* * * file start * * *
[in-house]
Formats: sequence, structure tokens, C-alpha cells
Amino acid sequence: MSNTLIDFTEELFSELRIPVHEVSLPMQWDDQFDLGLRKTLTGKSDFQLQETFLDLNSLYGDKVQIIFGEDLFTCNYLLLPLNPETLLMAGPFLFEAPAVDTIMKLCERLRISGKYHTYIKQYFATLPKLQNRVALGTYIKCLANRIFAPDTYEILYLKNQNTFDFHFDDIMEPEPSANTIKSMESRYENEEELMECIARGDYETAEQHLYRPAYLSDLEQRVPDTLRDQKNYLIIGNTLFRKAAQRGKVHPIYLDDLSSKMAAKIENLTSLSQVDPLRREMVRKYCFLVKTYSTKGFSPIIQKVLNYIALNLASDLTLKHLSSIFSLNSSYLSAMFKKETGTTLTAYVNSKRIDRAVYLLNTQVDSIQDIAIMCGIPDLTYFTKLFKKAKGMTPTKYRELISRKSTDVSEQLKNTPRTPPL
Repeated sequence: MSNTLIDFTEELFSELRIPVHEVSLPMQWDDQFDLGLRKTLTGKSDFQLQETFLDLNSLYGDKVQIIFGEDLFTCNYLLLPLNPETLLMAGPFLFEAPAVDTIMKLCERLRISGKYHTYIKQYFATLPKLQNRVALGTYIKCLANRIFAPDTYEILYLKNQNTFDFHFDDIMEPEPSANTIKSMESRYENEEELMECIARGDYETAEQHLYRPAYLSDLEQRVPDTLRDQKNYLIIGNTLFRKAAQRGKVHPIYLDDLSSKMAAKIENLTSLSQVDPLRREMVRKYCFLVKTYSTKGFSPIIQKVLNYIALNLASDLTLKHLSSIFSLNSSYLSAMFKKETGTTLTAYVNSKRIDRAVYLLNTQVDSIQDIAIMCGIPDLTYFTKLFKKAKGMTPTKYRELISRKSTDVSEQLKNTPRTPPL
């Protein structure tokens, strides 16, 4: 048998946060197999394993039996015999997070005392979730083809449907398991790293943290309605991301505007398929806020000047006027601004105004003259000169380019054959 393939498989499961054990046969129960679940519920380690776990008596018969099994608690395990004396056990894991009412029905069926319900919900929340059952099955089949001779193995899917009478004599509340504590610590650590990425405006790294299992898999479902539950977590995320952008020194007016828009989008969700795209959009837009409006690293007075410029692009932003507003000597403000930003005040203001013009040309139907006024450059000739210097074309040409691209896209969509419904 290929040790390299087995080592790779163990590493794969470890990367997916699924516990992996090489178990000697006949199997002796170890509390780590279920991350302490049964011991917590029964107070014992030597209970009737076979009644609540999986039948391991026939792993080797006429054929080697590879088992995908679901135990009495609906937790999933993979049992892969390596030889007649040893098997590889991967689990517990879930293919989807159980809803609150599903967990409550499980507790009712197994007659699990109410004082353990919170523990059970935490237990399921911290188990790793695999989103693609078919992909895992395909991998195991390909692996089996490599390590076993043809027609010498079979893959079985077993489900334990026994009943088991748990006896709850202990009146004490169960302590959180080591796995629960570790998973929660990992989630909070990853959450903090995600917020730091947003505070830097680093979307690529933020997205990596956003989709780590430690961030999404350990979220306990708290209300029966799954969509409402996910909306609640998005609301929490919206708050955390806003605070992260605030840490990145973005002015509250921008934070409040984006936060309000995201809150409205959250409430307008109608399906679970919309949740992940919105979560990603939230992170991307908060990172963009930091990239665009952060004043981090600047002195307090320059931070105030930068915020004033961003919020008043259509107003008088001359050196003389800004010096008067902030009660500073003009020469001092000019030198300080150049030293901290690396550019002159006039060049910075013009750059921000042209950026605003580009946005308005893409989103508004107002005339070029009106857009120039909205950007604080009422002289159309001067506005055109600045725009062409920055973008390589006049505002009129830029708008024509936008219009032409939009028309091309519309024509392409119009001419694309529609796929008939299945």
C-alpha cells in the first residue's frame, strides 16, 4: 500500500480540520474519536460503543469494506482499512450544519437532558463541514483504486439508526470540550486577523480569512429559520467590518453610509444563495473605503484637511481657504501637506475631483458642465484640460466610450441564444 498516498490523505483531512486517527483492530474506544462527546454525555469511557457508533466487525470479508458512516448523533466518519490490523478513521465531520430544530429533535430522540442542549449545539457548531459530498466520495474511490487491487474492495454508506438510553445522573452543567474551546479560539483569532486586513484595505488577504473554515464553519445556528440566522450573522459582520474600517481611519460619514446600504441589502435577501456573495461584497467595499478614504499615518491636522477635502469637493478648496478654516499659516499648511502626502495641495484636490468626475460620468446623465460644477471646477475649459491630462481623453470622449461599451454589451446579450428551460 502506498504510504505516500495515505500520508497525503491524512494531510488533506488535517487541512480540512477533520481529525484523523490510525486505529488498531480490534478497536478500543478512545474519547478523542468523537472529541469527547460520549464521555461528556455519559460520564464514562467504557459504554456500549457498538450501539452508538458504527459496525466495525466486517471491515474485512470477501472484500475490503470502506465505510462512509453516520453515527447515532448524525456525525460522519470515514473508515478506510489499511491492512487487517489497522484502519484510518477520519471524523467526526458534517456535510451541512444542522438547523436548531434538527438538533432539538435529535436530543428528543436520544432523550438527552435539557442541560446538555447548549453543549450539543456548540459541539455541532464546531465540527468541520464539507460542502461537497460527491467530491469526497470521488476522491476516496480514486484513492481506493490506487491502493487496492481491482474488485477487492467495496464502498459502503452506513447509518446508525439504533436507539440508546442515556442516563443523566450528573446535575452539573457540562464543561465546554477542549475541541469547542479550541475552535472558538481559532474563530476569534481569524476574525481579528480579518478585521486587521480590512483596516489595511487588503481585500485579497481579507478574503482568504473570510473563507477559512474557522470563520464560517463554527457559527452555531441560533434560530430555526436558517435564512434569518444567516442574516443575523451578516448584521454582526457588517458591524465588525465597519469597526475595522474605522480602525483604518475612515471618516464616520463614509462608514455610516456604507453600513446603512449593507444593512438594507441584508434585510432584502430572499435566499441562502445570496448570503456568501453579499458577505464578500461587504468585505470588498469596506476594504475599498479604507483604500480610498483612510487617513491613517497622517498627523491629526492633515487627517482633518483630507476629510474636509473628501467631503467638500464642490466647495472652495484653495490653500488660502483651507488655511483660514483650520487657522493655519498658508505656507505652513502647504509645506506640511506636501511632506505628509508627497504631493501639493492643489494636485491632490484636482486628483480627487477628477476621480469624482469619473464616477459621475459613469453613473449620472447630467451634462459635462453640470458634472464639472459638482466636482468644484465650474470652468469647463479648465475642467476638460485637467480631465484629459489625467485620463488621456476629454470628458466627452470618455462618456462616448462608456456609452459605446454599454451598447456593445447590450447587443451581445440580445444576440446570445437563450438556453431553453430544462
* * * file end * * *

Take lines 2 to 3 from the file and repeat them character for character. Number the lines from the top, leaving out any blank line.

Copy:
Formats: sequence, structure tokens, C-alpha cells
Amino acid sequence: MSNTLIDFTEELFSELRIPVHEVSLPMQWDDQFDLGLRKTLTGKSDFQLQETFLDLNSLYGDKVQIIFGEDLFTCNYLLLPLNPETLLMAGPFLFEAPAVDTIMKLCERLRISGKYHTYIKQYFATLPKLQNRVALGTYIKCLANRIFAPDTYEILYLKNQNTFDFHFDDIMEPEPSANTIKSMESRYENEEELMECIARGDYETAEQHLYRPAYLSDLEQRVPDTLRDQKNYLIIGNTLFRKAAQRGKVHPIYLDDLSSKMAAKIENLTSLSQVDPLRREMVRKYCFLVKTYSTKGFSPIIQKVLNYIALNLASDLTLKHLSSIFSLNSSYLSAMFKKETGTTLTAYVNSKRIDRAVYLLNTQVDSIQDIAIMCGIPDLTYFTKLFKKAKGMTPTKYRELISRKSTDVSEQLKNTPRTPPL